The site is expected to need a considerable amount of work to make it suitable for up to the 1,200 people the Home Office intends to house there.
“I know that this decision will have an impact on local authorities and public services. It will also be of great concern to local residents,” Mr Merriman said.
Jenrick’s words on immigration send a message
As expected, Robert Jenrick today announced plans to house asylum seekers at disused RAF sites in Lincolnshire, Essex, and a former prison in East Sussex, instead of hotels.
He is addressing a subject many Conservative MPs feel very strongly about – one texts to say it is “about time” the government addresses the “hotel problem”.
It is estimated housing migrants in hotels costs the taxpayer almost £7m a day, but there are still plenty of questions about the workability of alternative accommodation.
Local councils are launching legal threats, and transport minister Huw Merriman has said he will be meeting the Home Office to “take forward local concerns”.
Immigration minister Mr Jenrick says the accommodation will “meet essential living needs, nothing more”.
The government hopes the new sites, including a former prison and military training camp, will act as a deterrent, and we understand they will be largely for new arrivals.
In the short-term at least, there is no prospect of moving the thousands of people already in hotels, but Mr Jenrick’s words today certainly send a message.
Opposition MPs also criticized the announcement, with Labour’s Yvette Cooper calling it an “admission of failure”.
“Maybe that’s why the home secretary has asked the immigration minister to make it instead,” she quipped in a dig at her government counterpart Suella Braverman.
Ms Cooper said the Conservatives promised four years ago to halve Channel crossings but “they’ve gone up 20 fold since then”, while more hotels have opened up despite repeated promises to stop their use.
“The asylum system is broken because they broke it,” she said.
“They have let criminal gangs rip along the channel. People smuggler convictions have halved in the last four years, even though more boats and more gangs have been crossing. And yet Tory MPs voted against Labor’s plan for cross-border police units to go after the gangs.”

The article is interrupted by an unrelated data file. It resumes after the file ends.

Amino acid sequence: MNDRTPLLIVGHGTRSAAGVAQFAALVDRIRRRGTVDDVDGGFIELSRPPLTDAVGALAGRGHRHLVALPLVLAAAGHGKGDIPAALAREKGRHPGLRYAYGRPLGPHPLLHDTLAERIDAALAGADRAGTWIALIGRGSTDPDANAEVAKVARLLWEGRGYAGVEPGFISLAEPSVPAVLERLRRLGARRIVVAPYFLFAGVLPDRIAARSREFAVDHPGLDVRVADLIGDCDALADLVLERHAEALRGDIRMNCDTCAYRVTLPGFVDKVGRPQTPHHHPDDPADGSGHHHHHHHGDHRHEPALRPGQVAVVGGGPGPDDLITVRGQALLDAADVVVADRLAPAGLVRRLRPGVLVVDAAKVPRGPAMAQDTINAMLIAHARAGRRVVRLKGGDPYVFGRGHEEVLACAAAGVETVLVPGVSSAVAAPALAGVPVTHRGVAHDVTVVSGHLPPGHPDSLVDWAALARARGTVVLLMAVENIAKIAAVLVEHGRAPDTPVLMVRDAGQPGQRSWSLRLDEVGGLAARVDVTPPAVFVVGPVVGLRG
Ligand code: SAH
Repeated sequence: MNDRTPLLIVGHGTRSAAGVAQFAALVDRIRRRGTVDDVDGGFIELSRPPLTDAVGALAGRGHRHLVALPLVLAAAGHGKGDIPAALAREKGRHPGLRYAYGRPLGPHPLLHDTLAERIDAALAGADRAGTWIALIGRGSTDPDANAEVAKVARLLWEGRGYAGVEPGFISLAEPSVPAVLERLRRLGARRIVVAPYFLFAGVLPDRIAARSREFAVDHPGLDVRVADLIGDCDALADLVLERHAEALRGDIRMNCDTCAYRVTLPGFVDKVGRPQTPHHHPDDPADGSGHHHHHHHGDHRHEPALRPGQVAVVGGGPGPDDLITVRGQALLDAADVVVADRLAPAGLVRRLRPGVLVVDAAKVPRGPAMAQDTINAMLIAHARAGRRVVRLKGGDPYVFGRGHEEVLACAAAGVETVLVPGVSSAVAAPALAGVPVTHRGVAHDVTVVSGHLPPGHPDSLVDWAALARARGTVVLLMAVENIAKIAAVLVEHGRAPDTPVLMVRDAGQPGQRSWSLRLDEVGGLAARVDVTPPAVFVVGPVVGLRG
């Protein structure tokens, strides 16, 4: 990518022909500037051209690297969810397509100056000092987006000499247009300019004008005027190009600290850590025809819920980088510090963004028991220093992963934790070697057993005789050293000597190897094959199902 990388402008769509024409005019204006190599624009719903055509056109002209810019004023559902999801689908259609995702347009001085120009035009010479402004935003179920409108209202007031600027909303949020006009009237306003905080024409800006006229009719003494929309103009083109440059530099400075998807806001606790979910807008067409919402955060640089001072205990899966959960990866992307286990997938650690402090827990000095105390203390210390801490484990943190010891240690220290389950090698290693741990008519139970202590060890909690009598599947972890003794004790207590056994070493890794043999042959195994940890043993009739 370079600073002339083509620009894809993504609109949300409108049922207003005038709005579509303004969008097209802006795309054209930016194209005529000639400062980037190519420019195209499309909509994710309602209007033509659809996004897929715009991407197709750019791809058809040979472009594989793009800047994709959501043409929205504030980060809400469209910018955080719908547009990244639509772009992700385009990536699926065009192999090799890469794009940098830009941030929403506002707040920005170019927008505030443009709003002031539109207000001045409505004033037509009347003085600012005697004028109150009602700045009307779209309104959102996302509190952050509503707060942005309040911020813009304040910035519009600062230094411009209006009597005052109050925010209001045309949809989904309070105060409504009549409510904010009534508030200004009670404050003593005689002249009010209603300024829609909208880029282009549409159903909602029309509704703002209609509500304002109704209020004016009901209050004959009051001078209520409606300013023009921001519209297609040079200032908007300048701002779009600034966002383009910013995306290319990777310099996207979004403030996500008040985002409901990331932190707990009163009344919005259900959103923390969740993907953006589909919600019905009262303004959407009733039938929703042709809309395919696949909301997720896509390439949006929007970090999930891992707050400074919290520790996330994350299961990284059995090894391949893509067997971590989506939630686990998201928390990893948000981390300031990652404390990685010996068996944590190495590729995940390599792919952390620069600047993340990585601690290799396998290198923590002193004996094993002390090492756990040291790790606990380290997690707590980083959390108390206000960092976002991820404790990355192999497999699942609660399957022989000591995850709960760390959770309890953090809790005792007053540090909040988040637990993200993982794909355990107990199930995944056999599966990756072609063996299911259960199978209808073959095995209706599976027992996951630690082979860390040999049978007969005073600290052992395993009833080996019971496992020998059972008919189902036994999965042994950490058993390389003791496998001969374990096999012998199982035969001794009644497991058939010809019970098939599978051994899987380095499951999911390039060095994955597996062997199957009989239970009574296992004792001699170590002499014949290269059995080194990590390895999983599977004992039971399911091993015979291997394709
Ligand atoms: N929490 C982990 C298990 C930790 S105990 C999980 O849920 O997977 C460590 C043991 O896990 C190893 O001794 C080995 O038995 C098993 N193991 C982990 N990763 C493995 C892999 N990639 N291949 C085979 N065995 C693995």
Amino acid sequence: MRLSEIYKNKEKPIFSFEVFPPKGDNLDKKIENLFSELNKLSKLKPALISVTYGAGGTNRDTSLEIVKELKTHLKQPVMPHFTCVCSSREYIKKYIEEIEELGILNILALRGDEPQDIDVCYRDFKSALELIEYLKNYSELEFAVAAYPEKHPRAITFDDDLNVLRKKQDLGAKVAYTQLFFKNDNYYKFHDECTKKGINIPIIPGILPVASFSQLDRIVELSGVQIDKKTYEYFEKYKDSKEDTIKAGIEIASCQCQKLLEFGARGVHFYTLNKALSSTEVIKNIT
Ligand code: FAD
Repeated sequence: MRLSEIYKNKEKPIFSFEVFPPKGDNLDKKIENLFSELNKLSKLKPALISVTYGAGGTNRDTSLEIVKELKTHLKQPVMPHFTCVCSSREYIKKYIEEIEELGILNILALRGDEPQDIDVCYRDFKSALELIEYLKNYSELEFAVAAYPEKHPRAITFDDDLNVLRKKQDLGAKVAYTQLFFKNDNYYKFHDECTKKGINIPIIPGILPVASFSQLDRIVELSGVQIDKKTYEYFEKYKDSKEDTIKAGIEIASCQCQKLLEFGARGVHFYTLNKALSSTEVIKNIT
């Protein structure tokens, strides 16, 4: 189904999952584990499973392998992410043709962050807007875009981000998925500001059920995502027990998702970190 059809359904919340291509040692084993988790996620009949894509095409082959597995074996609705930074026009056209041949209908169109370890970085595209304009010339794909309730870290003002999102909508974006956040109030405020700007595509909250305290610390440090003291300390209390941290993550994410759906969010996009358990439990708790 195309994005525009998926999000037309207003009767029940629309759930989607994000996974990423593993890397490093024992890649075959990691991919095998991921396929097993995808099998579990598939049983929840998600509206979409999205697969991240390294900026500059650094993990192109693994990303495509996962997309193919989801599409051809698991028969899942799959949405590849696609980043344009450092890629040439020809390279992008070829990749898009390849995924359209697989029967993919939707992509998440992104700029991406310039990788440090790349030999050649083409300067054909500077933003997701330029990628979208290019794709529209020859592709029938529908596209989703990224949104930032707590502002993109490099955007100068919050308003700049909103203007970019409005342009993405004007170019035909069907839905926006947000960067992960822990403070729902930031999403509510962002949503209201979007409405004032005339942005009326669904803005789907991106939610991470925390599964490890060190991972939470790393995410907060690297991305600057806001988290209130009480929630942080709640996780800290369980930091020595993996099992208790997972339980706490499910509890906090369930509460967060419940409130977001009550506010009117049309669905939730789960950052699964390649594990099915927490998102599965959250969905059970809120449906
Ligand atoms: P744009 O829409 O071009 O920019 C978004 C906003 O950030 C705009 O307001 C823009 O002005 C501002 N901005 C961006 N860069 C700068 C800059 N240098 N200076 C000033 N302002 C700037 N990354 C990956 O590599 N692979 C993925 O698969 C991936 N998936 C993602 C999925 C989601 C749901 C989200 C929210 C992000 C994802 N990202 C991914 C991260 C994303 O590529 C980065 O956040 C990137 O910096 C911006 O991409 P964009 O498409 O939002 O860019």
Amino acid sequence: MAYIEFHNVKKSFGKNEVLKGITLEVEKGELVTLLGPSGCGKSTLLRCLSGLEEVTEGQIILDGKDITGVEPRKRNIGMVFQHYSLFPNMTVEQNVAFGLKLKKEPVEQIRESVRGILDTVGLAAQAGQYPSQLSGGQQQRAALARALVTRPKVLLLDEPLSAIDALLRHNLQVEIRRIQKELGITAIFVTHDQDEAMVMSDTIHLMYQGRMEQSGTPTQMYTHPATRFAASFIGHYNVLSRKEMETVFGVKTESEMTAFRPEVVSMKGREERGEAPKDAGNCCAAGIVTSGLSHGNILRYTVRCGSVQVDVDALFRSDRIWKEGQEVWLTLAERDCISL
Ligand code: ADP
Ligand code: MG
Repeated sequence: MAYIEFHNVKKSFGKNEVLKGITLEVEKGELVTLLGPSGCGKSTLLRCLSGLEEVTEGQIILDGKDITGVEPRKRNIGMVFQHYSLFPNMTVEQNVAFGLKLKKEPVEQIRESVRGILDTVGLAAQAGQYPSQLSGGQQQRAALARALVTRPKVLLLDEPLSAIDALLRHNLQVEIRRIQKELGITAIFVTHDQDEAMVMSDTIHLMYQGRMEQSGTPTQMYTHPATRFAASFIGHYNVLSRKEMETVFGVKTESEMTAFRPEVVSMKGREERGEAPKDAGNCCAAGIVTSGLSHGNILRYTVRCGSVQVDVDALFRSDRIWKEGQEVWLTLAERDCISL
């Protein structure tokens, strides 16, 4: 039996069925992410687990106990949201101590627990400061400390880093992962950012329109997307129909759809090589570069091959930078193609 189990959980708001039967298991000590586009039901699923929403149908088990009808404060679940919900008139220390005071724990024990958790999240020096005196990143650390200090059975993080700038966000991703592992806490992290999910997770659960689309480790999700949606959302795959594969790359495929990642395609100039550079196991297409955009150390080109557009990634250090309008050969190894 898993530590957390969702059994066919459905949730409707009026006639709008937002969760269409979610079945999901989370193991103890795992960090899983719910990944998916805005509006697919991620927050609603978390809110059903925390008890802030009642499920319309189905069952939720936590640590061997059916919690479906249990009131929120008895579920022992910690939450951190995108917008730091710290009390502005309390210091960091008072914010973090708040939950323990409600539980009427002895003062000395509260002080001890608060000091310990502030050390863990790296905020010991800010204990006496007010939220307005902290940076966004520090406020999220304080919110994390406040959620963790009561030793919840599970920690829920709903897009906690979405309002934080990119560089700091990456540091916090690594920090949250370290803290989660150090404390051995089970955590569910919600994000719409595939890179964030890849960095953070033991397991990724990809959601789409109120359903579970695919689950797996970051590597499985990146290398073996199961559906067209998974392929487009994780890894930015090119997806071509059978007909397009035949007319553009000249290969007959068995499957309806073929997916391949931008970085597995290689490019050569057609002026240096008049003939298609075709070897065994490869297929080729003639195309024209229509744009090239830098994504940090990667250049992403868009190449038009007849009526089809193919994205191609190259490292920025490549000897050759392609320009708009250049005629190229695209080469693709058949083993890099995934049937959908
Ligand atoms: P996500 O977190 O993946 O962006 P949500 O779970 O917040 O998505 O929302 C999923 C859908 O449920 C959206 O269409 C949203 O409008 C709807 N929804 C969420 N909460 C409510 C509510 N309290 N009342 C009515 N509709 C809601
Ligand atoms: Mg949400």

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There was also anger from charities, with Amnesty International UK describing the government’s argument that its plan will put migrants off traveling to the UK as “utter nonsense”.
Speaking to Sky News, the charity’s refugee and migrant rights program director, Steve Valdez-Symonds, said: “People don’t get into dangerous boats or on the back of lorries and make dangerous journeys and put themselves in the hands of, quite frankly , very dangerous people on the basis of trying to get some meagre accommodation in a hotel, stuck in limbo in the UK’s asylum system.”
He added that the plan to house migrants on military bases “reflects a continuing failure by the government to simply get a grip on deciding the claims of people who arrive in this country and make asylum claims, something that it’s determined to stop doing, which is why we have this big backlog, and why it is constantly flailing around for places to accommodate people”.
The Home Office is also “continuing to explore” controversial plans to use vessels as a form of accommodation while asylum claims are being processed, Mr Jenrick said, comparing such schemes to those in Scotland and the Netherlands.
The announcement was met with cries of “it’s not the same” from Scottish MPs.
In Scotland, cruise ships have been used to house Ukrainian refugees fleeing the war.